Second-seeded Alexander Zverev reached his first grand slam quarter-final the hard way, beating Karen Khachanov 4-6, 7-6 (4), 2-6, 6-3, 6-3 yesterday for his third straight comeback win in five sets at the tournament.
The gritty victory came with the usual temper flare-ups from Zverev. But the German also showed, once again, that he knows how to dig deep when it matters. In all three of his five-setters at Roland Garros, he has trailed 2-1 in sets.
"I'm young. I might as well stay on court and entertain you guys," the 21-year-old Zverev joked with the crowd. "This definitely paid off, the hours in the gym every day. Everything comes together slowly and I'm happy to be here."
Zverev says he spends up to four hours each day working on weights and fitness. He might well need to up that schedule considering his quarter-final opponent is No 7 Dominic Thiem of Austria, one of the fittest players on the men's circuit who has reached the past two semifinals at Roland Garros.
"I'm expecting another five-set match. I'll get myself ready," Zverev said, smiling. "I'm very happy about being in the quarter-finals here, going the hard way, going the long distance, showing everybody that I can play for as long as I need to."
Almost 12 hours altogether so far.
Thiem, who has played three straight four-setters, beat No 19 Kei Nishikori of Japan 6-2, 6-0, 5-7, 6-4 on Court Philippe Chatrier. Nishikori won just 14 points in the first set and nine in the second, losing to Thiem for the first time.
The 24-year-old Thiem leads 4-2 overall against Zverev, but lost to him last month in the Madrid Masters final. Thiem called their upcoming quarter-final "the match-up most of the fans in Germany and Austria were hoping for when they saw the [French Open] draw".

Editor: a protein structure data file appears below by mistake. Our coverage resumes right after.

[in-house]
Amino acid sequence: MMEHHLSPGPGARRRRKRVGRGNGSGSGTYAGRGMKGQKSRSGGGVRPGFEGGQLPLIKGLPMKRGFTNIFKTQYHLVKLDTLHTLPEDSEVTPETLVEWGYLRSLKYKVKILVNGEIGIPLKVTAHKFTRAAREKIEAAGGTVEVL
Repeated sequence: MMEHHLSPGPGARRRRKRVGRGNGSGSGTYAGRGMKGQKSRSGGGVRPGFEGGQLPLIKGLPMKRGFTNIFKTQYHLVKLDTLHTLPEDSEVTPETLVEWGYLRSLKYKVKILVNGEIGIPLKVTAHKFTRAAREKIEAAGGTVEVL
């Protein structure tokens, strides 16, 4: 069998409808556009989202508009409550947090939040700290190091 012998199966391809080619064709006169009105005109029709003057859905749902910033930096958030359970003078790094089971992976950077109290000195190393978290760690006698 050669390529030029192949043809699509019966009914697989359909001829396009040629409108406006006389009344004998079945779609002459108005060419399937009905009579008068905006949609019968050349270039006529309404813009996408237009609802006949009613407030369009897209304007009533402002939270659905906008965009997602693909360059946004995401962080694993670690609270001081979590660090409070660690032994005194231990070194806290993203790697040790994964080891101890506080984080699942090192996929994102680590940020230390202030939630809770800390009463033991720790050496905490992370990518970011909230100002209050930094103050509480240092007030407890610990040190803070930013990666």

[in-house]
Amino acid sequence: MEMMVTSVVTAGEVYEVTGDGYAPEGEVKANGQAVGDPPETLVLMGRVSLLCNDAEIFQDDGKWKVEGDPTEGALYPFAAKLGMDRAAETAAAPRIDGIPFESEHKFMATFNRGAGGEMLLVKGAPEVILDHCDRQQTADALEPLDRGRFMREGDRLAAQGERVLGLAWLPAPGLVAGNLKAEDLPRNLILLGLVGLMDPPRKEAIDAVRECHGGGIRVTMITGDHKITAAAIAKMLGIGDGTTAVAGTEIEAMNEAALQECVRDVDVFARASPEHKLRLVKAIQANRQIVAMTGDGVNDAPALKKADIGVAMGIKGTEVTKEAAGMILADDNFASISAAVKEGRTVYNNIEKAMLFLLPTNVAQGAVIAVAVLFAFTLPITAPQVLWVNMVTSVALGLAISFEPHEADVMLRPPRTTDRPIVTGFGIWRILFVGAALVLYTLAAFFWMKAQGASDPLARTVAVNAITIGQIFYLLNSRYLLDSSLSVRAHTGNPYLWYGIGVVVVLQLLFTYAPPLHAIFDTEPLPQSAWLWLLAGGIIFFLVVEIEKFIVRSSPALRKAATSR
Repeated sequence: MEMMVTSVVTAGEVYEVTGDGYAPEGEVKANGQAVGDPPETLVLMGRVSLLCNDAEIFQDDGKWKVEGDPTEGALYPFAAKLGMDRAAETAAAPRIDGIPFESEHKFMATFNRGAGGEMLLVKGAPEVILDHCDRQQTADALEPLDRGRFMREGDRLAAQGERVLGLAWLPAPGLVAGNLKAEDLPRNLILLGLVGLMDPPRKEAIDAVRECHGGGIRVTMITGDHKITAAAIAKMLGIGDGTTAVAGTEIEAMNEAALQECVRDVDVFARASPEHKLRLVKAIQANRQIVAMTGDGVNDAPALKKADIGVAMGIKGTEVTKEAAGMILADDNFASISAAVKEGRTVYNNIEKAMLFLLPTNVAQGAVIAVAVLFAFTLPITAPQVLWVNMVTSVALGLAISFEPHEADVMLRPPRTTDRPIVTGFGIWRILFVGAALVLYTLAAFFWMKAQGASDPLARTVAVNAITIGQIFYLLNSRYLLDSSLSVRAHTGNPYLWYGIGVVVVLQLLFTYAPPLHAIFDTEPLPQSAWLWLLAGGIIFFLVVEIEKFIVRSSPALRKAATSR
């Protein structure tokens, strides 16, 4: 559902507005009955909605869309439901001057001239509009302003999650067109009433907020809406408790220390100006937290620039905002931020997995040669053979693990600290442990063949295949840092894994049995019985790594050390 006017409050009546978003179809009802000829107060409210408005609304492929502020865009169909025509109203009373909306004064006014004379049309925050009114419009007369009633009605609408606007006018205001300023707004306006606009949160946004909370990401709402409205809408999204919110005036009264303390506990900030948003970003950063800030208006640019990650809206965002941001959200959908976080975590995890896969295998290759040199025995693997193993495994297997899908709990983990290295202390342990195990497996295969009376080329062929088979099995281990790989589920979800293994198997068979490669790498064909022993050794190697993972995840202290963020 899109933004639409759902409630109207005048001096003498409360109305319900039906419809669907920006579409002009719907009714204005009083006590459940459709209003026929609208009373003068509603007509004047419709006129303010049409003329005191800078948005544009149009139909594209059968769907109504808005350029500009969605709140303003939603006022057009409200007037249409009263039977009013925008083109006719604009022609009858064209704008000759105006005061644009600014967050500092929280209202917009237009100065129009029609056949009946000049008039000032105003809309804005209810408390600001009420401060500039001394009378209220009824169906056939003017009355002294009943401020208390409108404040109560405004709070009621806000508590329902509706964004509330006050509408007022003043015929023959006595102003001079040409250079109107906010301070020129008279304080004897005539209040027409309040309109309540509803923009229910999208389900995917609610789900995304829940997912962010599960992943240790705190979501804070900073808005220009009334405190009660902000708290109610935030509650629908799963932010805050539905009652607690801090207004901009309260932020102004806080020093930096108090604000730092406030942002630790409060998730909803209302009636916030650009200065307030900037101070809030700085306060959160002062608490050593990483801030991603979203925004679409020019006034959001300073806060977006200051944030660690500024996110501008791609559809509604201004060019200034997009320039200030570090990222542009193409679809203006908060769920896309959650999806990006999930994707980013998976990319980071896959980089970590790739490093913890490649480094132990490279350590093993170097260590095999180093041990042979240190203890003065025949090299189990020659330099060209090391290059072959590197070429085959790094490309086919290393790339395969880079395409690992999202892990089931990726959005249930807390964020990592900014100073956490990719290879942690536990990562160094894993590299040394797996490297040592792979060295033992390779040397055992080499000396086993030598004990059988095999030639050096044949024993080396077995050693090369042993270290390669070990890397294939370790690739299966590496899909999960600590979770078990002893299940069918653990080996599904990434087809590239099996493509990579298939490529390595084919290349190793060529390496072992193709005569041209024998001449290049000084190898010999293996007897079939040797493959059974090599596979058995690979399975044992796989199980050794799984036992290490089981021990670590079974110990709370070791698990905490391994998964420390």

On Court Suzanne Lenglen, Zverev's smash at the net gave him match point, which he took when Khachanov netted a forehand.
Zverev sank to his knees in celebration. He then patted Khachanov, a friend from their junior days, sympathetically on the chest before pumping his arms in celebration.
Zverev has youth on his side but he has been spending a long time on court and his body is showing it. At the start of the fifth set, he had a medical timeout for treatment for an apparent blister on his left foot. It did not seem to impede him, however. He broke immediately for a 1-0 lead and jumped around on court, waving his arms to get the crowd going.
In women's play, 13th-seeded Madison Keys reached the last eight for the first time at Roland Garros after beating No 31 Mihaela Buzarnescu of Romania 6-1, 6-4.
"I made the final of the US Open but lost to my friend Sloane Stephens," Keys said. "Hopefully big things can happen here."
Keys next faces unseeded Yulia Putintseva of Kazakhstan, who beat 26th-seeded Czech Barbora Strycova 6-4, 6-3. If she wins that match, Keys could meet Stephens in the semifinals.
Stephens, the American seeded 10th, also reached the last eight in Paris for the first time, beating No 25 Anett Kontaveit of Estonia 6-2, 6-0.
Stephens next plays Australian Open champion Caroline Wozniacki - seeded second - or 14th-seeded Russian Daria Kasatkina, who finished their match overnight.